At last we set out for Tupper’s Lake, fifty miles distant. We took, besides rifle-guns and ammunition, our blankets, hatchet, and compass, salt pork and hard bread, tea, sugar, stewpan, and teapot. We had also two guides and two boats. The latter, long graceful lapstreaks, roomy and stiff, yet so light that a man with a neck yoke can carry one, half a mile. (The canoe, since the departure of the Indians, is little used; though light to carry, it is too crank for comfort on a long row.) We took Warren as cook. His droll conceits and rollicking good humour, his grotesque attitudes and grimaces, and his great muscular strength and agility, made him a valuable addition to the party. His Negro partiality for long words was always amusing. Camping at a little pond called Bon-bon one night, we applied ourselves in Warren’s absence to make some tea which should be better than the miserable decoction known as black tea, or camp tea, made by the guides. We had, of course, but one kind of tea, but we filled the teapot with leaves, and then poured on boiling water, and allowed it to simmer. When Warren returned, we asked him to try it. “Golly,” said he, “dat ere’s intosticating-dis nigger’s inebriated.” Often afterwards he referred to that tea. “Now, gen’lemen, dere’s three kinds of tea at dis Metropolitan Hotel. In de first place, dere’s Bon-bon tea; den dere’s black tea; and den dere’s camp tea. Now, doctors, what kind of tea do you diagnosticate upon to-day?” On the say down Racquette, he spied some ruffed grouse, and one of us lent him a fowling-piece to shoot them. They were in a tree, and more singular still, allowed him to kill them one after another without offering to fly. “Warren,” said I, “you’ll never make a sportsman; you pointed your gun at each partridge full a minute before you could make up your mind to fire.” “I knowed we was out of grub,” said he, grinning, “and so I took aim at dem fellers wid de eye of despair. I wanted to make anoder of dem inexceptional stews.”
We traversed the St. Regis Ponds, a succession of beautiful woodland lakes, and passed over seven carrys to Little Clear Pond. Then we poled down the river Sticks, as it is facetiously named by the hunters, on account of the number of snags in it, to Upper Saranac Lake. This is nearly fifteen miles in length, and presents a mountain, lake, and forest scenery of the grandest description. As we entered it at nightfall, we were all reminded of Landseer’s picture of The Sanctuary. On our left rose the whole range of the Adirondacks, Baldface and Mount Seward close at hand, and far in the south the cone of Marcy. That night we slept at a loghouse, on the Indian carrying-place. Next day we crossed the carry at daybreak, took the Stony Creek Ponds, and entered the Racquette, twenty miles above Tupper’s Lake. Near Tupper’s Lake we passed the clearing of an old hunter named Symonds, who lived forty years a hermit in these wilds, and died here all alone. He retired from place to place before the approach of men, traversed the woods without a compass or blaze (a mark made by the hunters upon trees to indicate the way), and procured the few articles of necessity which the forest could not afford, in exchange for skins.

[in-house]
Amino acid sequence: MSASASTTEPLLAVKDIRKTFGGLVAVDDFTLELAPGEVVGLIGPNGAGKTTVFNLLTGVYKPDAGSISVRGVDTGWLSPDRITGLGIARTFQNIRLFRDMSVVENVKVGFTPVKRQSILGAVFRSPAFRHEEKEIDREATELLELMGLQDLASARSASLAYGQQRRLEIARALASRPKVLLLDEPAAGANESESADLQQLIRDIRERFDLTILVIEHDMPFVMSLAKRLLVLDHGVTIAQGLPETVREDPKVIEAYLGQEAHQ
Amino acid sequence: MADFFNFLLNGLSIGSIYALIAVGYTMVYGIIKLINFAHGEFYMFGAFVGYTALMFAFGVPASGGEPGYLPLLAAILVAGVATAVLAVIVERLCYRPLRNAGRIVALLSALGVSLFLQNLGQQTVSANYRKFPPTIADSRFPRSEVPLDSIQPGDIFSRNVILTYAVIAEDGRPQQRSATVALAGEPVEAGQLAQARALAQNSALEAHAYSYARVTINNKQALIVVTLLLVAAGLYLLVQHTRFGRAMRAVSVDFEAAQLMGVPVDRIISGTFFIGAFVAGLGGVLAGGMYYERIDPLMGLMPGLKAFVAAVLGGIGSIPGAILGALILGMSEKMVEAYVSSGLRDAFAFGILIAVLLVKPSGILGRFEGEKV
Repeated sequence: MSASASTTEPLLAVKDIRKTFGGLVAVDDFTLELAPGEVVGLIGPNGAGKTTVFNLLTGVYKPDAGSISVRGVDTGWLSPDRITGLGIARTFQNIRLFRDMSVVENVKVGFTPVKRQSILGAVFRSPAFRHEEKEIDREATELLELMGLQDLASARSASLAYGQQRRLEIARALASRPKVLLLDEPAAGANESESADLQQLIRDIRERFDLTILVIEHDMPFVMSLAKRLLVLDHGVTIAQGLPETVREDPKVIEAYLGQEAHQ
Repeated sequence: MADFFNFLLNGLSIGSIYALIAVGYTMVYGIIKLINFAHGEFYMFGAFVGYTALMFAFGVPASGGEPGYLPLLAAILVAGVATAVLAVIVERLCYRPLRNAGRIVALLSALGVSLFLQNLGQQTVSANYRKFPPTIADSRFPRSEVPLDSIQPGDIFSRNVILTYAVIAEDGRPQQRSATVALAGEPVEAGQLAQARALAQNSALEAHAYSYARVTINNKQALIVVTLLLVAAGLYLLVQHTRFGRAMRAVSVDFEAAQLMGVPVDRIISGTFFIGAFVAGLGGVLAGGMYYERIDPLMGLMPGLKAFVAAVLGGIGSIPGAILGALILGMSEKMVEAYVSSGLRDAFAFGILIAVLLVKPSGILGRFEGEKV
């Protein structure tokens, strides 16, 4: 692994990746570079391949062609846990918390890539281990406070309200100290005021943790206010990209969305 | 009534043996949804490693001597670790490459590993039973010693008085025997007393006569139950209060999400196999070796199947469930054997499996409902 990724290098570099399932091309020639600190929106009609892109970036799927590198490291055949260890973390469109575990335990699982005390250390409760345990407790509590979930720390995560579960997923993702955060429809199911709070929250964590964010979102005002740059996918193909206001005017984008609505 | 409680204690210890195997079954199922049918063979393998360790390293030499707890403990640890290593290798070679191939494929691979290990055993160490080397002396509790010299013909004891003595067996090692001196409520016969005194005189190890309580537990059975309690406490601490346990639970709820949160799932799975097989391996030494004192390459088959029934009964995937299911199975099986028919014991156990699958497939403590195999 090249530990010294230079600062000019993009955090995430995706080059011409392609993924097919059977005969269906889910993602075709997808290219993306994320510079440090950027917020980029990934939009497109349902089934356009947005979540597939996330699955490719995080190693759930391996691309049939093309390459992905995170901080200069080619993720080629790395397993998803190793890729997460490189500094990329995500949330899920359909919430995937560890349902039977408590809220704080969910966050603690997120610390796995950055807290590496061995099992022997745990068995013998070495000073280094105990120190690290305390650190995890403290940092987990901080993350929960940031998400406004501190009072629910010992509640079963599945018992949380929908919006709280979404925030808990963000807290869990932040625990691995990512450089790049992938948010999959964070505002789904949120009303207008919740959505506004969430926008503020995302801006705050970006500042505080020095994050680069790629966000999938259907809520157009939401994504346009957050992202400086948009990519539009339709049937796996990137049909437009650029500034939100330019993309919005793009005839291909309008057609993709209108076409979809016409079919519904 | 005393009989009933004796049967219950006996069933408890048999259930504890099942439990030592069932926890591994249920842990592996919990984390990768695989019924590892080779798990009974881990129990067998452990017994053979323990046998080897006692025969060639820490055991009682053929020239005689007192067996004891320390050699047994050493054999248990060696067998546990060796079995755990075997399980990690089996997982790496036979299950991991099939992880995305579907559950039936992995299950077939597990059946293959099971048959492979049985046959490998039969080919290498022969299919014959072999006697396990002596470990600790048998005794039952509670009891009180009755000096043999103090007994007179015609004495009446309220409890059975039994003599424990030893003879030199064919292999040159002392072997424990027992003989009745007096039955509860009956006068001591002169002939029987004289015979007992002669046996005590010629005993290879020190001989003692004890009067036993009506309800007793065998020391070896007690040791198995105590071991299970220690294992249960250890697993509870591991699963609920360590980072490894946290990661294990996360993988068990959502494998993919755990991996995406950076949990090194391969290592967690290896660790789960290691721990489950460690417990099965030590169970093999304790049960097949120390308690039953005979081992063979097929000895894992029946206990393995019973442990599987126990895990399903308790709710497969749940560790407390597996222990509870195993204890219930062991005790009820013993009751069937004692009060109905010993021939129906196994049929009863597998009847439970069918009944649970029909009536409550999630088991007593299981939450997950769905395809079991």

Tupper’s Lake is the most romantic and picturesque spot in the Adirondacks. But, all the Adirondack forests, lakes, and mountains are for me invested with the same charm which, as a boy, I used to feel in the woods where I passed my school vacations.
Strange and awful fears begin to press. The bosom with a stern solemnity. In the presence of those whispering pines and frowning mountains.